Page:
The spring season rush to prepare landscapes for the summer is often frenzied. That’s why Whitmores recommends scheduling many of your landscaping services before spring has even sprung. Although it’s difficult to know if you will need services like tree care before the last of the winter’s snowfall, you can get a head start by arranging maintenance programs, design projects, and installations in the fall or winter.
In fact, did you know that for many trees, shrubs and other perennials* fall is also great time to plant? Most people are unaware of how stressful transplanting can be on a plant. Most perennials will thrive in spring if properly installed during the previous fall season.
Plants use energy to push out shoots, leaves, fruit, flowers and roots. Fall installation allows a plant, which has most likely completed these growing cycles, to focus its energy into establishing its root system. Weather may begin to cool in fall but soils will continue to stay warm for a longer period, and roots will grow until temperatures drop below 45 °F. Adding mulch to the garden bed or around the base of a plant will help keep the soil insulated.
A fall planting allows for a healthy and deep root system to potentially be established. This healthy root system allows the plant to be better prepared for the summer heat and droughts, and the perennial can then use its energy to take full advantage of its natural spring growing surge.
Cooler fall weather also means plants need less water because fall lacks the high temperatures which dry out soils, and plants are preparing for dormancy. An added bonus for gardening homeowners is that fall weather is often more pleasant than the summer heat when working outside. Another fall planting tip is to avoid high nitrogen fertilizers, which can encourage new growth at a time when you want your plants to begin preparing for dormancy.
(A tree ready for a fall planting)
Why can summer be so tough for newly installed plants? Long, hot summer days are stressful on a plant which hasn’t established its root system. Besides the perennial needing more water in order to remain healthy, warmer months mean more insects, and an increased chance of infestations. Summer humidity also creates ideal conditions for fungus and mildew to grow.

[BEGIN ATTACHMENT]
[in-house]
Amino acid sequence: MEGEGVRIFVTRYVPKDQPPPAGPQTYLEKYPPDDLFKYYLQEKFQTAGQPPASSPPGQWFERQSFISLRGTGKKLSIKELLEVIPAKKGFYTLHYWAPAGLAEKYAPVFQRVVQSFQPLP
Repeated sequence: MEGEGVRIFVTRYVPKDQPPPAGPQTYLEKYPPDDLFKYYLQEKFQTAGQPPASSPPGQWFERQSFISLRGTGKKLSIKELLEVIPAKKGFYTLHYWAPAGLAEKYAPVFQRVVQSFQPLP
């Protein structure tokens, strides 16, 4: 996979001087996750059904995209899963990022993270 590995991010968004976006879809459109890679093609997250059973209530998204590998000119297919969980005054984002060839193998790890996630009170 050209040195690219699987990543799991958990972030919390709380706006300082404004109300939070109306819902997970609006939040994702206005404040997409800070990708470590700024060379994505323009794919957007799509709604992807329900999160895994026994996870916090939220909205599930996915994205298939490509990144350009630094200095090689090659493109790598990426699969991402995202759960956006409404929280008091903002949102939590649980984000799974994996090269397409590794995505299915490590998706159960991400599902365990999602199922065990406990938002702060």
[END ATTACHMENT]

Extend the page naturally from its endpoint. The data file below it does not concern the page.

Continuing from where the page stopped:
Spring planting is still preferred for some perennials. A good rule of thumb (which applies to many perennials) is; late summer or fall blooming perennials are best to transplant in the spring, and spring or early summer bloomers are best to transplant in fall.
*A perennial is any plant that lives for more than 2 years. Annuals or biennials will only survive for 1 to 2 years. The word “perennial” is often used to connote smaller sized, non-woody plants. Shrubs and trees are also technically perennials and will be included under the word “perennial” for the purpose of this article.
(A fall planted landscape ready to be enjoyed the following summer)
Tips for Purchasing Perennials:
After a long, hot summer above ground perennials may look a little tired. But the plants should still be healthy, because they are concentrating their energy into their roots and crown. So although they may not appear to be robust, they can still be beautiful additions to your landscape by next spring.
Plants purchased in the fall may also look different compared to what they look like during their peak, while blooming or in full foliage. Always make sure that you do some research before choosing an unfamiliar plant. Consult with your nursery salesman, or look in catalogues, books or online for descriptions and images. Different varieties of the same perennial can have leaf variations or flower colors that you will not notice in the fall while the plant is preparing for dormancy, but may be an unexpected surprise come spring.
Deciduous perennials which have been out of the ground all summer, or transplanted in the fall, will defoliate sooner then established plants. This does not mean the tree or shrub is unhealthy, and the plant should recover by the following year.